28. Should I also add that as a 16 year old signing [in March 2009], Santana will need to progress tremendously over the next 3 years to avoid rule 5?

    It is unfortunate that a bad organization like Houston will push the young prospects through too quickly. Cosart is already a prime example when he was moved up to AA by the Astros after the trade.

  29. Whether or not Dom Santana becomes a star is questionable at this point. But I believe in ‘baseball karma’. That is, fleecing a team in a trade does not always result in titles or chamionships—maybe outstanding careers, but not always titles. Here are a few fleecings, Mark McGuire and the Cards fleeced the A’s—no titles; Rays get Kazmir fleecing the Mets—no titles but a WS appearance; Angels got Nolan Ryan fleecing the Mets–no titles; Schilling, Astros fleece O’s-no ttiles; Nathan and Liriano to Twins from a fleeced Giants club—no titles; Randy Johnson to Mariners from fleeced Expos–no titles; Bagwell to Astros from Sox (LA)—no titles; Sandberg to Cubs from our fleeced Phillies–no titles; and then there is John Smoltz and the Braves from a fleeced Tigers—and you have one winner. Bottom -line, championships and titles are what the fans want.

    1. Um, that’s a pretty highly selective list of trades spanning three decades. I guess your point was that not all successful trades result in World Series titles? While that’s true, the counterexamples to your list start with the sale of Babe Ruth and go on and on.

  30. Ron you are the man. The Astros can have any Santana they want including Carlos. We want parades!!. Did Yankee fans care about prospects back in the day. HARDLY. Their farm system was only used to make trades. We as Phillies fans need to realize we are the gold standard. JUST WIN.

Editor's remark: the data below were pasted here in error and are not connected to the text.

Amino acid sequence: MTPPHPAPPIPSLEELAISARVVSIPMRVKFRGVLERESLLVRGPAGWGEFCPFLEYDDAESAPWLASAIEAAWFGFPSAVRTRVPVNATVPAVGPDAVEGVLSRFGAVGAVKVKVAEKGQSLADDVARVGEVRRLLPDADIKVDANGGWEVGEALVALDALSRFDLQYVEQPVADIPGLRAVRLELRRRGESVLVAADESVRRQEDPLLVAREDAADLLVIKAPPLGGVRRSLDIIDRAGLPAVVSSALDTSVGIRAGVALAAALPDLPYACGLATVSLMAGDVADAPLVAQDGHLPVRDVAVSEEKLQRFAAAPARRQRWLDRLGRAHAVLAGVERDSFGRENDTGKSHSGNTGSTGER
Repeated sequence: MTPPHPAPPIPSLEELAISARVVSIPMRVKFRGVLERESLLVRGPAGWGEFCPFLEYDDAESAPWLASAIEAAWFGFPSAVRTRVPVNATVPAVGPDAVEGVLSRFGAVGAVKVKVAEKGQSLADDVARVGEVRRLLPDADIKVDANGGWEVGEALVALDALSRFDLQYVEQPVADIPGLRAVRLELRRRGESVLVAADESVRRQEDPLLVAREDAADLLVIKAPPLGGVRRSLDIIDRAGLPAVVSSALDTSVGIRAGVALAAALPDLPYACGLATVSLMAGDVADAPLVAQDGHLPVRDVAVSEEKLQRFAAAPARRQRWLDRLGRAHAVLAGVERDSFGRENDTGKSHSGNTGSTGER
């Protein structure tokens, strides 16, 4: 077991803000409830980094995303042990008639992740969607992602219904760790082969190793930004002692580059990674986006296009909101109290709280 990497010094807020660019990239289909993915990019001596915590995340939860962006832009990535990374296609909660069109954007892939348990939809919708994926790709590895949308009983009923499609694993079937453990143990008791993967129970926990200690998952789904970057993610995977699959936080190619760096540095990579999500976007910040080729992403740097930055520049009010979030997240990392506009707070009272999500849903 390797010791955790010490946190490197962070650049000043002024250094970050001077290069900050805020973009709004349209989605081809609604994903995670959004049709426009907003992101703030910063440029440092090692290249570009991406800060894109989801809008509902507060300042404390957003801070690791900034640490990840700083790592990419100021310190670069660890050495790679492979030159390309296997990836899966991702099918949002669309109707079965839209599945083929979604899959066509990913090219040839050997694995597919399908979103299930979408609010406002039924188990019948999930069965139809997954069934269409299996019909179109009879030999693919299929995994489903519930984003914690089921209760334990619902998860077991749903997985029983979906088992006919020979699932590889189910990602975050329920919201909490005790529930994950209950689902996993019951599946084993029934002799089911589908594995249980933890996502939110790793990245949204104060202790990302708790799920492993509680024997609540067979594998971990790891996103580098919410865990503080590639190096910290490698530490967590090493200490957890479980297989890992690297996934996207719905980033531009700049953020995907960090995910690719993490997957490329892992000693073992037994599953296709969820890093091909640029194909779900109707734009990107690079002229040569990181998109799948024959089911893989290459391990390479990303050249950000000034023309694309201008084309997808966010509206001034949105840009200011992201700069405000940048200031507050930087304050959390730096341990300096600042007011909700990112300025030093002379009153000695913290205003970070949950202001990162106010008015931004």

1. If you follow the Phillies Minor League system, I would argue that the “value” question isn’t really in play here-iHunter Pence has huge and immediate impact. This is more the case of D. Santana was just fun to follow: here he was getting significant AB’s(In a full season league) at a time when other 19 year old prospects might just be packing bags to leave home for the first time. Santana’s path was unique, and who knew what might be around the corner! So, its too bad to see him go, just in that sort of “the next great” dream that we could have with him…

  31. The more and more I think about this trade, the more I feel like it was a success for the Phillies.

    Jarred Cosart has delivery questions, durability issues, and low K numbers for a power pitcher. More and more scouts believe he is destined for the bullpen.

    Jonathan Singleton will be a great hitter, however he was never going to put the red pinstripes on because of Howard, and even if Singleton made the smooth transition to Left Field, he (hopefully) would be blocked by Brown for the next decade.

    Josh Zied is only a bullpen piece without tons of potential.

    Domingo Santana needs vasts improvements in his approach at the plate, and if you’re striking out one out of every three times in Low A ball, there is a high chance you will flame out.

    Meanwhile, the Phillies got the only sure thing in the deal, and it has already paid major dividends. Anybody who thinks the Phillies “overpaid” for Pence is absolutely crazy.

    Also if it were up for me:

    Out of Cosart, May, and Biddle, I would rather have May and Biddle.

    Out of Singleton and Brown, I would rather have Brown.

    Out of Santana and Collier, I would rather have Collier.

    1. Sure, you say that now. You are only looking at it from a perspective of a Phillies fan. You have to be unbias. Yes, what you said could happen or Singleton could be the next Howard, Cosart the next Greinke and Santana could be another Ellsbury.

      Saying that everyone who thinks the Phillies overpaid is crazy is just wrong.

  32. It mostly comes down to the circumstances surrounding the deal. This trade makes a lot of sense to the Phillies. They have already invested a lot in their rotation and infield. They are in a position to win WS titles over the next few years. Adding Pence raises that probability significantly.

    This deal would not make sense for a team like the Cardinals or D-backs. They are teams trying to merely secure a playoff berth and don’t have the existing roster talent to be considered favorites should they get in.